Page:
Credit Counseling vs. Bankruptcy: Which Comes Out on Top? - Westgate Law

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Credit Counseling vs. Bankruptcy: Which Comes Out on Top?

Is credit counseling as damaging as a southern California bankruptcy? Almost every individual interested in bankruptcy and the discharge of debt that it provides approaches their bankruptcy attorney with this question before they file. It’s difficult to provide a standard answer to suit all situations, but most who are in search of this information will find it most useful to compare a list of pros and cons.

The Chapter 7 Bankruptcy:


  • Wipes out unsecured debt: credit cards, personal loans and medical bills.
  • Petitioners are often able to keep their home and their vehicle.
  • Bankruptcy cases should be closed within six to eight months and petitioners can begin to rebuild their credit.
  • Within two to three of years of filing, most bankruptcy filers can be approved for a home loan.
  • The discharge available through Chapter 7 bankruptcy can drastically relieve financial pressure on an individual or family on a budget.


  • Bankruptcy is noted on your credit report for 10 years.
  • For some, filing bankruptcy comes with feelings of failure, etc.
  • After bankruptcy, damaged credit will result in denied credit and/or higher interest rates as a result of a lower credit score.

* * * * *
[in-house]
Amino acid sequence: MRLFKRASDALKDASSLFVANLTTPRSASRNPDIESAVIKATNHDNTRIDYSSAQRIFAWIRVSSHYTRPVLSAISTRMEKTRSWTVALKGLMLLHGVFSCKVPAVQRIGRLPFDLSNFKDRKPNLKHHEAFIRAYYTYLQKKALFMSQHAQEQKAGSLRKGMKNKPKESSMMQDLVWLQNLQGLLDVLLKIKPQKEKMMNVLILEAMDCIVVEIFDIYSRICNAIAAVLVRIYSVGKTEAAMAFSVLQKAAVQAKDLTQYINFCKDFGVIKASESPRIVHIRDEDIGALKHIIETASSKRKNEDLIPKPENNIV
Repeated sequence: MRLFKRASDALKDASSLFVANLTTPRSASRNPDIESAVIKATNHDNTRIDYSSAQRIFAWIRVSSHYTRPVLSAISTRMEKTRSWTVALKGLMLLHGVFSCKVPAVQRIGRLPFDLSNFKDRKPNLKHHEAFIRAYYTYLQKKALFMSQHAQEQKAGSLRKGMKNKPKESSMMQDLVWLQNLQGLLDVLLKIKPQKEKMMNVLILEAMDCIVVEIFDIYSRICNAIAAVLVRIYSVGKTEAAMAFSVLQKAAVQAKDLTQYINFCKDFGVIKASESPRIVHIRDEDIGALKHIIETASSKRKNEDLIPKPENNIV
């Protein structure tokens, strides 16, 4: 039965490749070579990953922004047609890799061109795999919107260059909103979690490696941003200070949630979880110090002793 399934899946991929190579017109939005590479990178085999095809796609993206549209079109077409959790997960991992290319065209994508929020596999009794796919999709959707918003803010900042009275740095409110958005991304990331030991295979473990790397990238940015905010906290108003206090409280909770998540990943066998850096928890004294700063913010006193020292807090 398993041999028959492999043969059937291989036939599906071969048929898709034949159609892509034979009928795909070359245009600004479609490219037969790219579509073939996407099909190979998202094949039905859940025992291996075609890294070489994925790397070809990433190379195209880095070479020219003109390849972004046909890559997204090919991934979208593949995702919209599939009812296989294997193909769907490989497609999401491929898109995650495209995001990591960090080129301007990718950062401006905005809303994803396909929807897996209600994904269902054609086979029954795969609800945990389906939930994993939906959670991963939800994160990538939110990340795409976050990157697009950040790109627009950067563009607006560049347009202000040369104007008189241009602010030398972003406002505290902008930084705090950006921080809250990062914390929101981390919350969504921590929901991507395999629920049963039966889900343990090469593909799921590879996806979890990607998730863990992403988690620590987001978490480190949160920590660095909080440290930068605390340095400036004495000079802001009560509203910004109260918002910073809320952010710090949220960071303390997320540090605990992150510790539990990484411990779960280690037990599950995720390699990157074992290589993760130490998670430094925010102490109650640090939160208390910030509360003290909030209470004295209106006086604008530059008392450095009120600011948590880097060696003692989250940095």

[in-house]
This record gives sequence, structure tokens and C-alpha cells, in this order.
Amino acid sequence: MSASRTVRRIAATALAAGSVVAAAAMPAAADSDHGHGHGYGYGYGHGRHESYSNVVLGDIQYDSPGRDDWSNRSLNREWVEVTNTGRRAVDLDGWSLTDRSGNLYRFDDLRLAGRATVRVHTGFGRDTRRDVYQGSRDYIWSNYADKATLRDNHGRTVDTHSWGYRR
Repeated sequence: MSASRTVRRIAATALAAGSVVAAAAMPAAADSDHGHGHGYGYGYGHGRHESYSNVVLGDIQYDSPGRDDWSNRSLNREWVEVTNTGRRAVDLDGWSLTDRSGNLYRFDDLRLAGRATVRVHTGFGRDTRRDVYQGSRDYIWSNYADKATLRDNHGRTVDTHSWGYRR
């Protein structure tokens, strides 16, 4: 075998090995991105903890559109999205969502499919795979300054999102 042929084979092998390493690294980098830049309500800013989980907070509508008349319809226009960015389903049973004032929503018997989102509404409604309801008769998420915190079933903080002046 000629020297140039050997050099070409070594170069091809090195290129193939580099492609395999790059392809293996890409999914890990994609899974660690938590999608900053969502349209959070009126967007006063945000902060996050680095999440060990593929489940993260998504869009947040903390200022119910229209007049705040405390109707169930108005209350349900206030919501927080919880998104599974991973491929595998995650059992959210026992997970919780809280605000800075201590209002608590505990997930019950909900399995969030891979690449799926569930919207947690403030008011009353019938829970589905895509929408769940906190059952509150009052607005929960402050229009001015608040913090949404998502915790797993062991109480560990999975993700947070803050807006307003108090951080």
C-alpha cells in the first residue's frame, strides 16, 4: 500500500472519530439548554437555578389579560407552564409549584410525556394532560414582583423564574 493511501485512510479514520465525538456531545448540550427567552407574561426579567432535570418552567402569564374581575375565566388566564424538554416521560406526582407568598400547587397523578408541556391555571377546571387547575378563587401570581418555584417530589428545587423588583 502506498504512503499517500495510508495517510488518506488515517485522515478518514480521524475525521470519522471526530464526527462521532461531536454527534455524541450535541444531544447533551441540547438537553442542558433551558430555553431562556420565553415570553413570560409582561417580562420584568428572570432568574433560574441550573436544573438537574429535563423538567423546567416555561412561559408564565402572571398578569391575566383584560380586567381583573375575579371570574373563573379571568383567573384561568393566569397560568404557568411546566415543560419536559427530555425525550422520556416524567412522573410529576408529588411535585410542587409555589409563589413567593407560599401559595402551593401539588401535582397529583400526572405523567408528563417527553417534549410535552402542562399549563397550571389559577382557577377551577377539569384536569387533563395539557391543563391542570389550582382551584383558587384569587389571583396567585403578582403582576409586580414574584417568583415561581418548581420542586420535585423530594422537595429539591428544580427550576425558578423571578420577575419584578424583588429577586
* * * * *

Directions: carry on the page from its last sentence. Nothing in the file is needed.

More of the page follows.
• Some potential employers review prospective employees’ credit reports and the existence of a bankruptcy on the report could be viewed as a negative during the application process.

Credit Counseling:


  • You don’t need to file for bankruptcy.
  • Bills are consolidated into one monthly payment for a specified period (usually three to five years).
  • It shouldn’t negatively affect your credit score (verify this with the counseling agency prior to enrollment).
  • The program requires that you live within your means/on a stringent monthly budget, which should help to improve financial prowess and avoid future financial trouble.


  • Credit counseling often doesn’t work.
  • Lenders will still consider you a risk as credit counseling will show up on your credit report. Most lenders will not provide funding until the counseling period ends and some credit has been re-established (typically four to six years after the program begins).
  • Prospective employers can also see credit counseling as a negative.
  • In some cases, you may not be able to consolidate all creditors. This leaves you paying some creditors directly and others through the agency.

If you are in financial distress, take a proactive approach. Both options have positives and negatives; it’s hard to see either as a perfect situation because they aren’t perfect. To discuss your options and gain the help of an experienced southern California bankruptcy attorney in pinpointing what’s best for you, contact Westgate Law.

About the Author

Justin Harelik

Justin has a singular goal: to get people out of financial distress and move them to financial stability and prosperity. He does this by combining 15 years of in-depth experience in bankruptcy, credit management, debt negotiation and student loan modifications, and he does it with both English and Spanish-speaking clients.

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